Is there a right way to go about it? I don’t think so. It’s just whatever works. And I was trying to take both sides, arguing for both sides throughout the movie.
We don’t usually get that in time-loop stories. Either the characters are destined to be together, or they’re too cynical to even consider it as an option, like in Russian Doll. Their partnership is limited to solving the puzzle.
Yeah. Another one of the important parts of the movie is the campfire scene, where you have two people who did not believe themselves capable of falling in love, because of their emotional baggage, or because nothing matters, or because they didn’t think love was possible, they actually start to realize that their outlook was slightly wrong. And they fall in love at that moment. They see the impossible.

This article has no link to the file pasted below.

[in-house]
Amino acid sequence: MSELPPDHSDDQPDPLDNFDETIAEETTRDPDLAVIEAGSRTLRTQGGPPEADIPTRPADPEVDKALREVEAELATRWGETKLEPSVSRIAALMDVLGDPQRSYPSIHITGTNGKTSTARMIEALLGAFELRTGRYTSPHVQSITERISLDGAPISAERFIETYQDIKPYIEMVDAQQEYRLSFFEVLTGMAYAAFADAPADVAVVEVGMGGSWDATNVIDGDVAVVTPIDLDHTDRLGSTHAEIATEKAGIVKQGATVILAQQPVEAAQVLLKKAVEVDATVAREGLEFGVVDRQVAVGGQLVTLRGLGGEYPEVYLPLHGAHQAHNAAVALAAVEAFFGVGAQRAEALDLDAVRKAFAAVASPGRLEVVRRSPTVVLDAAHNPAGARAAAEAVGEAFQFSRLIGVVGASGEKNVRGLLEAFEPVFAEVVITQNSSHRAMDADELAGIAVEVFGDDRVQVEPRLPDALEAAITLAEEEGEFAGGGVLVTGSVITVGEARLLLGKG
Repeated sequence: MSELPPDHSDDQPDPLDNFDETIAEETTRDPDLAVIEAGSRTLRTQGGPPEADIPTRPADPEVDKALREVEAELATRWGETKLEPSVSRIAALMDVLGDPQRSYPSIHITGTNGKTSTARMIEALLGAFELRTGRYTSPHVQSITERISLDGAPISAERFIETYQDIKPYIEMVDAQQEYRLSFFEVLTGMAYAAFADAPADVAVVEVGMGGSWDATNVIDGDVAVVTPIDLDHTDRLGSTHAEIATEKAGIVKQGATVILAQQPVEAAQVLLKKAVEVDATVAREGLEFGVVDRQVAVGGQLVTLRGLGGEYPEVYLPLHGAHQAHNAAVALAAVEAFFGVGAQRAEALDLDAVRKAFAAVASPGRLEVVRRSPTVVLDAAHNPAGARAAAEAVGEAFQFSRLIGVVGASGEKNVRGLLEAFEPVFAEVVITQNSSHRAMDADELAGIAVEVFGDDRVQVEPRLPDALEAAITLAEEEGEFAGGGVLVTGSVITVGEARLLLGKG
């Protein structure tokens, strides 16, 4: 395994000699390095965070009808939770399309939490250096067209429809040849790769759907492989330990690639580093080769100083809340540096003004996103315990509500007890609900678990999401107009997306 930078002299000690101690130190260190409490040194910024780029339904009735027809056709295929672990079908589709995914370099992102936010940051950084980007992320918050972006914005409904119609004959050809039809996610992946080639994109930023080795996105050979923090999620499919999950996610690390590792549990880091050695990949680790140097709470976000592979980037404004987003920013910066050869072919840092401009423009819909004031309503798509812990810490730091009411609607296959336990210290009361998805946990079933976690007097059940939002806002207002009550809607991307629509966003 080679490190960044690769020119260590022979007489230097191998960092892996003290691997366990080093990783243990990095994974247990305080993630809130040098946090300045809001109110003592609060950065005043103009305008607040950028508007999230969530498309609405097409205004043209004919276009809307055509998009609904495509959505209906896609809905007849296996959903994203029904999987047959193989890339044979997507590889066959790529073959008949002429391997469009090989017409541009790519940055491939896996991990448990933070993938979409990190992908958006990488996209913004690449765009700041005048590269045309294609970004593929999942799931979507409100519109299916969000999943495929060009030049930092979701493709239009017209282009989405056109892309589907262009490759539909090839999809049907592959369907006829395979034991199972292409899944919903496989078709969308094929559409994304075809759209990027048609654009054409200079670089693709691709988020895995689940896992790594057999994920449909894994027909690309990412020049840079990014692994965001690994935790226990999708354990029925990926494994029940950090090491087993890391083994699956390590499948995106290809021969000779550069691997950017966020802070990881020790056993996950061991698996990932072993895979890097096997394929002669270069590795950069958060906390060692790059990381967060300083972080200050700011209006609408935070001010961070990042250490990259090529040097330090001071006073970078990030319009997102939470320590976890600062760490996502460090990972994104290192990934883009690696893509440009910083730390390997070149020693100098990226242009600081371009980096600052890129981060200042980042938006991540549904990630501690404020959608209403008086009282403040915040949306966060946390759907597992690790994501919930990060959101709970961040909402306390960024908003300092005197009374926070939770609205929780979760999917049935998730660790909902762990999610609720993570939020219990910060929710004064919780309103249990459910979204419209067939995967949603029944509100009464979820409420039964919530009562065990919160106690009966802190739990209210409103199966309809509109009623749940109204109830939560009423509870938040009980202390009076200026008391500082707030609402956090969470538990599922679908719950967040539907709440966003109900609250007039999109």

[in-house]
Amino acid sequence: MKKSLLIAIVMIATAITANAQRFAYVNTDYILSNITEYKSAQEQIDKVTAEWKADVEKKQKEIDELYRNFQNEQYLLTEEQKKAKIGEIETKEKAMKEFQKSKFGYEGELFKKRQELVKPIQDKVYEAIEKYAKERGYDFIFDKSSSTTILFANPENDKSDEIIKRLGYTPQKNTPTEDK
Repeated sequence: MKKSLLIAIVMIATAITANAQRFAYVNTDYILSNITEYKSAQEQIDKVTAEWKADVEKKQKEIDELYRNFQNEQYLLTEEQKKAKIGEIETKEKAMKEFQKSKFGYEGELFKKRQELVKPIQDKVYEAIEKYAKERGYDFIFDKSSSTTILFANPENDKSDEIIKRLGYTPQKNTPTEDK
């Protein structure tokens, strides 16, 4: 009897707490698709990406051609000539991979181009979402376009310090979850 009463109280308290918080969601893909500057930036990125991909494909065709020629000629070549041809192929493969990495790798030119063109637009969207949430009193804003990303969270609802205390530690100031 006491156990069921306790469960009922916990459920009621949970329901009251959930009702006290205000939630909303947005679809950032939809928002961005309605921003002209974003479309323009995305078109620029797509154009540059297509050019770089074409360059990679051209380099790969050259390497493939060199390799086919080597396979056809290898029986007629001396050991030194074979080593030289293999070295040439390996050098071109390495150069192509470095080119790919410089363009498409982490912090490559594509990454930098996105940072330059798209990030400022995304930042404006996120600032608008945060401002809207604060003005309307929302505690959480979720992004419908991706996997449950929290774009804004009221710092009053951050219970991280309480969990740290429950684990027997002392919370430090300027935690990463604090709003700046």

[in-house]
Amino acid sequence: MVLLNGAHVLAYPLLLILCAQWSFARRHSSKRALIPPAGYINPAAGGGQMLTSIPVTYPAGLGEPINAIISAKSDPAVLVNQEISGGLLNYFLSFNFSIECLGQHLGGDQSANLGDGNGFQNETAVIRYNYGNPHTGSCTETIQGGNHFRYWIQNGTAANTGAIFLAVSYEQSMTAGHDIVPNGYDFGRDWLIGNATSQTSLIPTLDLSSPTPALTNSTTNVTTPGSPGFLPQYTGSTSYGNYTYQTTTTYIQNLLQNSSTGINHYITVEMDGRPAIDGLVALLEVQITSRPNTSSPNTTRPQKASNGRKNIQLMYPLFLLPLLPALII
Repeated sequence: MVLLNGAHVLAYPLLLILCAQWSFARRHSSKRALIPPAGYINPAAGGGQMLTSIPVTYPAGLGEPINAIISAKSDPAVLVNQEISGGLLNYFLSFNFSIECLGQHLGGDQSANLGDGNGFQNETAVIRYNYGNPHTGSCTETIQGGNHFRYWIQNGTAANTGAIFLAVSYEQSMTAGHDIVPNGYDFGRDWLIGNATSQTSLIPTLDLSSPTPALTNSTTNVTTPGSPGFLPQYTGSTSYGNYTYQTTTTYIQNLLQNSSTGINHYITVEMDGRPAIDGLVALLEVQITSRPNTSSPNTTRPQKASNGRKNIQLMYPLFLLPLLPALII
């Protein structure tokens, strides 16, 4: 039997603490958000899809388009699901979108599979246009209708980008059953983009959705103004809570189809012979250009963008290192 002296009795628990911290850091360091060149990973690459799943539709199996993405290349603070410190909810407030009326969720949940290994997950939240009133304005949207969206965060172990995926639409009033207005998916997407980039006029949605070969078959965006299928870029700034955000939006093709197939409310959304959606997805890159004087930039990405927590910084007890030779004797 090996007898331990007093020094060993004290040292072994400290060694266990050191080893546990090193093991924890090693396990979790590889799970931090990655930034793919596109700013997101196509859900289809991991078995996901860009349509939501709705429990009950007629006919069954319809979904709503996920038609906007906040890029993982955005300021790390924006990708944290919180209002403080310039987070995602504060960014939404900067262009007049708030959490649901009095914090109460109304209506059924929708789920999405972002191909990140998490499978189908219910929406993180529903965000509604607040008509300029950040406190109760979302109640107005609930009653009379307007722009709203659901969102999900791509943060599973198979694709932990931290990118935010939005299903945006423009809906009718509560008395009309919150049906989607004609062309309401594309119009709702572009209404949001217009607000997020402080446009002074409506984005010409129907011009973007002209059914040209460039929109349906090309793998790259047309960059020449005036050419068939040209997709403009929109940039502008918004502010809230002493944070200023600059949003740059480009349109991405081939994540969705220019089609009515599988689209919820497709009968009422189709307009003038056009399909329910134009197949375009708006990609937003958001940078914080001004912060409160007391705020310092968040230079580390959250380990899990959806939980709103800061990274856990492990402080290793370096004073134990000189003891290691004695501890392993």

How did writing this movie help you and your significant other decide to get married?
We were already together and engaged about a month before I started writing. I told my wife after the premiere, “You know this film is all about us, right?” That was my approach to it. I told the story of my own relationship.
But at the same time, this not just my movie. Everyone else can bring their own thing to it. And Max, the director, is the other, crucial side of the coin. I had already done that very terrifying thing of getting engaged, and getting married, and Max was on the other side during the writing of this. He was in different types of relationships, he was not happy, and maybe this movie helped him see that a bit more clearly. And he happened to fall in love during the making of this, and two or three months ago, he asked his girlfriend to marry him!
Palm Springs is now available on Hulu.